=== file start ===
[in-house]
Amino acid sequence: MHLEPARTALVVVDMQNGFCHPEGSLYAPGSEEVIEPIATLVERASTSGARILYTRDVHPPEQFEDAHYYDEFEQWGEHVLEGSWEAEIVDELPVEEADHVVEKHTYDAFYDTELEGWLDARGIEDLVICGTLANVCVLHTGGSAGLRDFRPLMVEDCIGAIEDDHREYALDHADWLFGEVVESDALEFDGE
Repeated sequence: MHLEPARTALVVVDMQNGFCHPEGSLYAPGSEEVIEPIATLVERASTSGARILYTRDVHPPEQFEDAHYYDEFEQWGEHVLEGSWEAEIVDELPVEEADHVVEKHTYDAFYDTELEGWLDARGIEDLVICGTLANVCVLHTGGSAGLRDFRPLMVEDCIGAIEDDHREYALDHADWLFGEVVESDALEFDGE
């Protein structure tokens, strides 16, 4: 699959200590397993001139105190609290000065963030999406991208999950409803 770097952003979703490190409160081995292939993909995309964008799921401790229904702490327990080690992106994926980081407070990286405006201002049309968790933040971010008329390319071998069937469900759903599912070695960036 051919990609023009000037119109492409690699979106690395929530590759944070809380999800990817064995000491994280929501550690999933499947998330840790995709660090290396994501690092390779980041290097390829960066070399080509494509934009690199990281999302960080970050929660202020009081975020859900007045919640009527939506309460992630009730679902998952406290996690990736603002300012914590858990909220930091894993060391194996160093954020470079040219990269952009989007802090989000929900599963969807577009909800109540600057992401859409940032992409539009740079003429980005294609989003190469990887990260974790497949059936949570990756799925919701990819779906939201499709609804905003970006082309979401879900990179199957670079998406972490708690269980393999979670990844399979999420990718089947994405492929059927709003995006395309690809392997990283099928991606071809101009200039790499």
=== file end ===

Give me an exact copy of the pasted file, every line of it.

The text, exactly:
[in-house]
Amino acid sequence: MHLEPARTALVVVDMQNGFCHPEGSLYAPGSEEVIEPIATLVERASTSGARILYTRDVHPPEQFEDAHYYDEFEQWGEHVLEGSWEAEIVDELPVEEADHVVEKHTYDAFYDTELEGWLDARGIEDLVICGTLANVCVLHTGGSAGLRDFRPLMVEDCIGAIEDDHREYALDHADWLFGEVVESDALEFDGE
Repeated sequence: MHLEPARTALVVVDMQNGFCHPEGSLYAPGSEEVIEPIATLVERASTSGARILYTRDVHPPEQFEDAHYYDEFEQWGEHVLEGSWEAEIVDELPVEEADHVVEKHTYDAFYDTELEGWLDARGIEDLVICGTLANVCVLHTGGSAGLRDFRPLMVEDCIGAIEDDHREYALDHADWLFGEVVESDALEFDGE
């Protein structure tokens, strides 16, 4: 699959200590397993001139105190609290000065963030999406991208999950409803 770097952003979703490190409160081995292939993909995309964008799921401790229904702490327990080690992106994926980081407070990286405006201002049309968790933040971010008329390319071998069937469900759903599912070695960036 051919990609023009000037119109492409690699979106690395929530590759944070809380999800990817064995000491994280929501550690999933499947998330840790995709660090290396994501690092390779980041290097390829960066070399080509494509934009690199990281999302960080970050929660202020009081975020859900007045919640009527939506309460992630009730679902998952406290996690990736603002300012914590858990909220930091894993060391194996160093954020470079040219990269952009989007802090989000929900599963969807577009909800109540600057992401859409940032992409539009740079003429980005294609989003190469990887990260974790497949059936949570990756799925919701990819779906939201499709609804905003970006082309979401879900990179199957670079998406972490708690269980393999979670990844399979999420990718089947994405492929059927709003995006395309690809392997990283099928991606071809101009200039790499």